Pope’s meeting with Kim Davis not to ‘support her position’

Davis spent five days in jail after refusing to sign marriage licences for gay couples

Rowan County clerk Kim Davis celebrates her release from the Carter County Detention centre in Grayson, Kentucky in September. Photograph: Chris Tilley/Reuters

Rowan County clerk Kim Davis celebrates her release from the Carter County Detention centre in Grayson, Kentucky in September. Photograph: Chris Tilley/Reuters

 

In a highly unusual move, the Holy See has appeared to distance itself from Kim Davis, the Rowan County, Kentucky clerk who was briefly jailed last month following her refusal to issue marriage licences to same-sex couples.

Earlier this week, Ms Davis told conservative Catholic group Liberty Counsel that she had met with the pope in Washington, during his visit to the US, adding that he had thanked her for her “courage” and had told her to “stay strong”.

US religious affairs magazine Inside the Vatican also reported on this “secret” meeting at the papal nunciature in Washington, arguing that the pope had been motivated by “a desire to meet with a person who has taken a controversial stand out of conscience”.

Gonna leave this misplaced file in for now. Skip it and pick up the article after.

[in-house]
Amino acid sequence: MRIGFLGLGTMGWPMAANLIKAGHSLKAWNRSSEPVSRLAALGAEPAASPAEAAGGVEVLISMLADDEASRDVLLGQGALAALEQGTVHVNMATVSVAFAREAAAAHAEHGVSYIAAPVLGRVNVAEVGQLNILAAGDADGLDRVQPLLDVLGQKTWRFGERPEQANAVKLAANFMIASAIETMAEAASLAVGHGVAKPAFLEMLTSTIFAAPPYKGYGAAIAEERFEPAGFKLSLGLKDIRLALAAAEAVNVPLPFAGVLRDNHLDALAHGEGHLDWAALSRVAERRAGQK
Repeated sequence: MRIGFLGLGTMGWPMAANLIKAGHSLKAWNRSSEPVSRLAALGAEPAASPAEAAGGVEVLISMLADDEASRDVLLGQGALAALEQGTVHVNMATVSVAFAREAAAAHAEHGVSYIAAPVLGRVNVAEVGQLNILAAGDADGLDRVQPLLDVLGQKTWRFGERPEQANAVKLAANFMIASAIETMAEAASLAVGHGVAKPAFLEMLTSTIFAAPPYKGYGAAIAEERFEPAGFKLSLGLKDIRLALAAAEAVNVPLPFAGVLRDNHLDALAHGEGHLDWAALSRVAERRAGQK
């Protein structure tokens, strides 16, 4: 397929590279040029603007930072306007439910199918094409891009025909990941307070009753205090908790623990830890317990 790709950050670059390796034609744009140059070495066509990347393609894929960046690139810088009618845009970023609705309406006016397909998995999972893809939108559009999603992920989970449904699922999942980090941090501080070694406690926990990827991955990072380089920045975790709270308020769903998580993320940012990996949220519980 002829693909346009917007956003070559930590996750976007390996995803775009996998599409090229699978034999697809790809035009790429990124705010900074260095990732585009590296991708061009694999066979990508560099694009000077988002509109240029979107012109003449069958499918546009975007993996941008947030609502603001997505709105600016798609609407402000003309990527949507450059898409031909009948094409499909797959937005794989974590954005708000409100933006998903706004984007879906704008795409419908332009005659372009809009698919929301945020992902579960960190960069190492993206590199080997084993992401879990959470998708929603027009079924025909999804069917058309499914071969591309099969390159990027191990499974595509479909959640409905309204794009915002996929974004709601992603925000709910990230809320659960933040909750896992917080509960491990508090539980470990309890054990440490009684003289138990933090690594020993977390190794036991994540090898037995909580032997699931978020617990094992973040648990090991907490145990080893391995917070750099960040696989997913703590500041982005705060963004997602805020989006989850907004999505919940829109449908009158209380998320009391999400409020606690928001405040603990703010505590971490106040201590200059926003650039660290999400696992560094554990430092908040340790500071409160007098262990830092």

When the pope, during his press conference on the papal flight home to Italy, then defended the right to conscientious objection, many saw this as a reference to Ms Davis. In a statement on Friday, however, the Holy See contradicted this interpretation of events, calling the encounter “brief” and adding:

Pope Francis met with several persons who had been invited by the nunciature to greet him as he prepared to leave Washington for New York City. Such brief greetings occur on all papal visits and are due to the pope’s characteristic kindness and availability. The only real audience granted by the pope at the Nunciature was with one of his former students and his family.

“The pope did not enter into the details of the situation of Ms Davis and his meeting with her should not be considered a form of support of her position in all of its particular and complex aspects”.

Private meeting

Speaking to reporters in the Vatican on Friday, English language papal spokesman Father Tom Rosica said that, while Ms Davis met briefly with the pope, she was one of a line of people greeted by him as he left the nunciature. He said there had been no in-depth, private meeting. Acknowledging that the meeting might have been “manipulated”, Fr Rosica also pointed out that the pope could not know “the full biographies” of everyone he might meet in such a situation.

The Davis camp, however, were sticking to their story, with her lawyer, Mat Staver, telling Associated Press that the Vatican had initiated the meeting as an affirmation of her right to be a conscientious objector. Furthermore, Mr Staver insisted that Ms Davis had met with the pope and Vatican personnel in a separate room, rather than in a receiving line, adding that the Vatian had wanted the meeting to be kept secret.

All of which leaves one slightly awkward question: who actually invited Ms Davis to the papal nunciature and why?